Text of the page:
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[TSS] I love the 60’s…the 1860’s

March 7, 2010

The Sunday Salon.com

I’m not a terribly religious person. Ok, I’m not a religious person at all. I was, though, brought up about ten miles from Walden pond and the center of Concord, Massachusetts. For those who don’t know, that beautiful little hiking pad was also the birthplace and growth place for the closest thing to a religion I’ll subscribe to: transcendentalism.

I’ll try not to go too deep on a Sunday morning but just in case you’ve left your copy of Walden at home, today, I’ll give you the quick and painless version. Transcendentalists were 100 years ahead of the more popular hippies of the 1960’s. This being true, there are many similarities. Transcendentalism is the idea that religion, God, love and spirituality are not to be encapsulated with in a being, a pulpit or any hard and fast social or structural state.

Beyond religion, there was a great movement against the political, what some might refer to as “suffocation” occurring at the time. Emerson, Thoreau, Peabody, the Alcotts, you know the like, were the Abbie Hoffmans, the Arlo Guthries, the bob Dylans and the Allen Ginsbergs of their day. They formed communes, wrote inflammatory (and sometimes helpfully progressive) letter to their government and did a great deal of soul searching still ringing around the country, today.

What’s the point and what does this have to do with books? Ah, I shall tell you.




I am extremely excited about this series of kids’ books about a bear named, what else but Henry. Henry and his friends, Alcott and Emerson and the like, travel through the New England countryside, discussing work, play, nature and their surroundings. The pictures are bright and choppy in a simple, albeit realistic way.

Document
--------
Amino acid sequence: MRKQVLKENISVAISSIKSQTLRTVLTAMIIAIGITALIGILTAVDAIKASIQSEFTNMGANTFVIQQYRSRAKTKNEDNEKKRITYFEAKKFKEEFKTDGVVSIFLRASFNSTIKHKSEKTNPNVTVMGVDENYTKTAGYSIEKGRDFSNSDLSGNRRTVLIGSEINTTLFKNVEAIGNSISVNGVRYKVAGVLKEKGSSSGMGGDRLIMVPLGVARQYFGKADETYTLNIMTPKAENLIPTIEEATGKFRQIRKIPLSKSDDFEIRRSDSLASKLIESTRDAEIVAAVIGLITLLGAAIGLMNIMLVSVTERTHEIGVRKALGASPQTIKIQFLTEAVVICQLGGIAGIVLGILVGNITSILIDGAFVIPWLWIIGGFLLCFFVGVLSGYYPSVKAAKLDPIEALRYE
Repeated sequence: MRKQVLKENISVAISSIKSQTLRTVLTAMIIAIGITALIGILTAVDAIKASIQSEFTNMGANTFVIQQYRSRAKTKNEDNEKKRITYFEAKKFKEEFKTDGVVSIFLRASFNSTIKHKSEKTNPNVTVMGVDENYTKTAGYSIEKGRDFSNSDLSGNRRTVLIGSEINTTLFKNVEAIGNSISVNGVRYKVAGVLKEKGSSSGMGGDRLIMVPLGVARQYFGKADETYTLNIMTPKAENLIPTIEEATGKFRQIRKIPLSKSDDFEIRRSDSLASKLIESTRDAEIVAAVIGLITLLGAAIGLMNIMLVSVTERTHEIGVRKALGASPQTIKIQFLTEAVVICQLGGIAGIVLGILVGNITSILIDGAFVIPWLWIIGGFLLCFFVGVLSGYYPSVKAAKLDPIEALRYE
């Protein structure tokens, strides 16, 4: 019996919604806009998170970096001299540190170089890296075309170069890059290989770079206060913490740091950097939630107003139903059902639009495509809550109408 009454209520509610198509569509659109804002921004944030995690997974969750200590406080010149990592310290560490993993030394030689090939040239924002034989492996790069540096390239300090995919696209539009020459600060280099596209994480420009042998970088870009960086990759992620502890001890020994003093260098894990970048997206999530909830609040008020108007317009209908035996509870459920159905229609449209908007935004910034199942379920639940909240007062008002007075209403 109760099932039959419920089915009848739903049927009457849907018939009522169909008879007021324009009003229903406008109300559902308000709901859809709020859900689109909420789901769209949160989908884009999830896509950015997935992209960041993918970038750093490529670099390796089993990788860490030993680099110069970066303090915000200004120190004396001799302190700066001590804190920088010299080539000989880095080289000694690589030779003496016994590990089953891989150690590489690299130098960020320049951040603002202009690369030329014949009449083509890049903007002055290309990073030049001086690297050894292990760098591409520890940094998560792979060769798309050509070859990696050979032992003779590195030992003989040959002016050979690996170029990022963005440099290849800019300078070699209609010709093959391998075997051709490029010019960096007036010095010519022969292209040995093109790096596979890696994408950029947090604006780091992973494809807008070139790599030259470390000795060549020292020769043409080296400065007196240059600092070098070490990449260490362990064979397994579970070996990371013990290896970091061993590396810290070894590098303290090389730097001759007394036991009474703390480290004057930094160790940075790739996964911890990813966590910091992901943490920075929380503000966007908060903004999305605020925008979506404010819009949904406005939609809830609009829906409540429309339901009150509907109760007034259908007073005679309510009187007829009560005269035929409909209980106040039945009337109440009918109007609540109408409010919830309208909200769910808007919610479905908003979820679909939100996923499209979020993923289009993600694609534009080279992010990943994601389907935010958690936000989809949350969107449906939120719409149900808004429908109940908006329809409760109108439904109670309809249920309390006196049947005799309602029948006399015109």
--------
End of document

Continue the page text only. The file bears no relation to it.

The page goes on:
My son loves them and I’m sure that they are loved by many more children but I think that they’re also a relatively easy way for adults to learn about the mindset of the counterculture of the sixties, the 1860’s, that is. Check them out and let me know what you think. They may not be quite as appealing to people who didn’t grow up in the same trees as Henry and Ralph but I think they might be inspiring just the same.

2 Comments leave one →
  1. March 7, 2010 9:47 pm

    How interesting! I’ll have to look into these to read with my son, who is 5. My husband and I both turned out back on our childhood religions (Catholicism) but now that I have a child, I want to provide him with some kind of spiritual path to follow so this might be a good introduction to something that might work for both of us.

  2. SaraKate permalink
    March 10, 2010 5:16 pm

    I LOVE THOSE BOOKS. I haven’t seen Henry Works yet, but I’d love to read it since I love all the others and share a love for Thoreau, obviously. 🙂

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